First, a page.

A good example is Tom Ellis in the TV series Lucifer. In an interview, he mentions that he thought about the Devil as being posh and traditional, thus he gave him an English accent when he auditioned. The creators really liked this performance and choose him for the job. But it was a lucky shot, because what if the creators hated it? They would have chosen another actor.
So what can you take away from this? Study the role, make it your own. Think about how you would portray this character. But know that if you don’t get through to the next round, it might have nothing you do with your performance. As the director next to me said it often: ‘Not our world’.
3. Our previous experience with you
This seems like an open door, but I want to stress this point anyway. Know that everything you do will be remembered. We can remember your previous audition for our company, we know which roles you played for the company, and how you were backstage.
During my sit-in with the auditions, a few people came to audition while they left one of our previous productions with a disagreement. Or they were very difficult to work with. You get the point. We take it into account when you audition. If there is another auditor similar to you, we will pick the other person.
At the same time, our previous experience with you can also help you. If you were a pleasure to work with, we are happy to work with you again. Or if you had a previous audition where you didn’t make it but sang beautifully, we will ask you to audition again. Maybe you didn’t fit for the role then, but now we think you do. So be aware of how you behave and what you do. From the moment you walk through the door. I’ve seen people from the creative team ask the receptionist whether she had any difficult people and make a note about them.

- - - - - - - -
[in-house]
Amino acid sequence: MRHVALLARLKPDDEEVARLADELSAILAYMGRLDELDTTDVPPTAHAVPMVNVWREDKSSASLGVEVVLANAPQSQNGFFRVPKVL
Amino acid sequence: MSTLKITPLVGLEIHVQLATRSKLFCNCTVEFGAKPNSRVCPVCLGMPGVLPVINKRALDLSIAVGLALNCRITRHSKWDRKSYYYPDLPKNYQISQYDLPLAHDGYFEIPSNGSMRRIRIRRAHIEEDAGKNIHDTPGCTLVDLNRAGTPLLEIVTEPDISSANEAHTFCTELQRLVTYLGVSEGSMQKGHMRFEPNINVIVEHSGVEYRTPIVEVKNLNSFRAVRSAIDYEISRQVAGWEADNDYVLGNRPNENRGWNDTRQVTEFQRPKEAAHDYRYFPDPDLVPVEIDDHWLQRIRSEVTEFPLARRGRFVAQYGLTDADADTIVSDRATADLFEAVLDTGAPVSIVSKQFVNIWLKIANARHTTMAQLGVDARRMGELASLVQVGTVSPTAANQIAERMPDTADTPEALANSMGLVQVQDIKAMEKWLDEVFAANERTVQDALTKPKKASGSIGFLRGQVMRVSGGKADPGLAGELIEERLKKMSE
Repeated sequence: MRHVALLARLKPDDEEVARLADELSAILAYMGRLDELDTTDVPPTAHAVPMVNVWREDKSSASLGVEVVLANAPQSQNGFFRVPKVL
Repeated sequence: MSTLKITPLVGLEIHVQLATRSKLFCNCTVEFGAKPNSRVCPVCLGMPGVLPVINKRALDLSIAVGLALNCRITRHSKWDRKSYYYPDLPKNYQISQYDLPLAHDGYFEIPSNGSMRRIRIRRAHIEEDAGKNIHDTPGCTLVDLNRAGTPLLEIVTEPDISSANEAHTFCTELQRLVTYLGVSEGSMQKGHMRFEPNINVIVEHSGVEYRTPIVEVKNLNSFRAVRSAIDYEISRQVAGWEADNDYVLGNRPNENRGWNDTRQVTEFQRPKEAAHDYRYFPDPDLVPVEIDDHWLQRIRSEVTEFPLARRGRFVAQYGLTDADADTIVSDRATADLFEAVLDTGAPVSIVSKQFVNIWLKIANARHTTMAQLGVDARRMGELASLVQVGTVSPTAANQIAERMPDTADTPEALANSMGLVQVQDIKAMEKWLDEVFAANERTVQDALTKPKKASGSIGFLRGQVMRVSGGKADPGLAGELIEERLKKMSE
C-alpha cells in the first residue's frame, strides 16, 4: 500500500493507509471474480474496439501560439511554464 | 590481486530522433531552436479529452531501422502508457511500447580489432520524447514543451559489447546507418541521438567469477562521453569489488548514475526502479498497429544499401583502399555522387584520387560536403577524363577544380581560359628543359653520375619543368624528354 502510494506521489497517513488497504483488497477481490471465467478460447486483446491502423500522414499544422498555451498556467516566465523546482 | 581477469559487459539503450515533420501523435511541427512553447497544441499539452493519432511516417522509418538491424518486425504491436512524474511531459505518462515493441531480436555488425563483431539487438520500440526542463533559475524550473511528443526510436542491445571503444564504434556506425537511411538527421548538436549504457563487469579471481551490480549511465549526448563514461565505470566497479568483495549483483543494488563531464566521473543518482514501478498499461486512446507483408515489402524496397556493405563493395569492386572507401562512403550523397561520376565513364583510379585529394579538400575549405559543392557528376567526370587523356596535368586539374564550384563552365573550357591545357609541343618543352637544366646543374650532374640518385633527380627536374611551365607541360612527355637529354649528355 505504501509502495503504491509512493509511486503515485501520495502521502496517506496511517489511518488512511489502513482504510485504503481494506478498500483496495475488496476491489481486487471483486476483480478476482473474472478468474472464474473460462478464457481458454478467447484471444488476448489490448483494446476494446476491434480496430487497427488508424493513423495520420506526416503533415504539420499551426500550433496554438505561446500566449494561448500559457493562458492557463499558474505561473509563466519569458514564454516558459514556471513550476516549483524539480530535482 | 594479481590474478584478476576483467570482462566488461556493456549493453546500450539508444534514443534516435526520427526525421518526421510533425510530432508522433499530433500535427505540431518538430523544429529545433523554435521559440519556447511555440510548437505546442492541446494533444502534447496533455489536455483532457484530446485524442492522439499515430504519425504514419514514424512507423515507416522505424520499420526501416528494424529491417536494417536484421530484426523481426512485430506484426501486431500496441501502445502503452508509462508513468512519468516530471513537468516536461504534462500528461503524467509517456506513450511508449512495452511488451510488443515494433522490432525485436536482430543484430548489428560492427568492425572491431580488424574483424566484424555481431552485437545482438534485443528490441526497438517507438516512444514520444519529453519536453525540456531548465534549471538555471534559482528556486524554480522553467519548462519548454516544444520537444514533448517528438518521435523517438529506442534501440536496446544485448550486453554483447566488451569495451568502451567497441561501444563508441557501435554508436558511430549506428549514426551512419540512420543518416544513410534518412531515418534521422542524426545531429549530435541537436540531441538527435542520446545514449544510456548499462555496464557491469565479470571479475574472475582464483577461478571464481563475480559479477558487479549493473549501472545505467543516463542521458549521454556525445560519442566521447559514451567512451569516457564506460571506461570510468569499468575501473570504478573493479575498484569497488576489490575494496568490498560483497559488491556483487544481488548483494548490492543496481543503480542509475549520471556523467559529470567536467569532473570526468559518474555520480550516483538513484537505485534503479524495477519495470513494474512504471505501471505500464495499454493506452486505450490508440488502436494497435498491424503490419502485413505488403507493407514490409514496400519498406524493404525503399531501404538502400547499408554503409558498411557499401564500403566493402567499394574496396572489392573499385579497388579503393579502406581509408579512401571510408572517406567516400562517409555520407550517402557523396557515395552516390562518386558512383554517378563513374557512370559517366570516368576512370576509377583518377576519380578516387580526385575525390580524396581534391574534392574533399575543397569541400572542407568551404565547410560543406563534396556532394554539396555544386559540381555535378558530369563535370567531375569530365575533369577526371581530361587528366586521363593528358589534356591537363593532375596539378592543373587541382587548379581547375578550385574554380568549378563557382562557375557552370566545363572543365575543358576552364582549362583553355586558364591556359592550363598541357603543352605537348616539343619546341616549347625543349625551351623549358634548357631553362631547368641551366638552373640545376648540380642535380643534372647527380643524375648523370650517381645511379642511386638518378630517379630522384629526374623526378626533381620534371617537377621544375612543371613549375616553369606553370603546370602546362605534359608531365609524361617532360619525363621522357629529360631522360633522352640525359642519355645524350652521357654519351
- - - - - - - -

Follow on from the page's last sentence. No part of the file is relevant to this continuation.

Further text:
4. Come prepared to your audition
Even though it’s so logical, it’s still something I see go wrong. A LOT. Being prepared does not only mean: be on time and bring your music sheets with you. It also means that you’ve studied the role and you have a vision for it.
Let’s stay with Simba. How would you want to portray Simba? How does he feel in the scene you have to play? Just knowing the text isn’t good enough and honestly, a lot of the auditors don’t even know the text. Think about Tom Ellis: would he really have gotten the role of Lucifer if he hadn’t thought his role through?
I do want to give a side note here though: don’t go too far! It’s alright to characterize the person, but keep it to the emotions and play. If you audition for Elphaba in Wicked, do not come in a dress costume and green face. You will probably need to do a dance audition and the creative team wants to see your movements. So wear tight pants to show off how well you can execute those movements. They want to see your face when you sing. Overwhelm them with your skill and comprehension of the role.
Audition is about competition. Everybody wants to get cast, but there are only so many places to give. This is a factor that you both do and don’t have an influence on.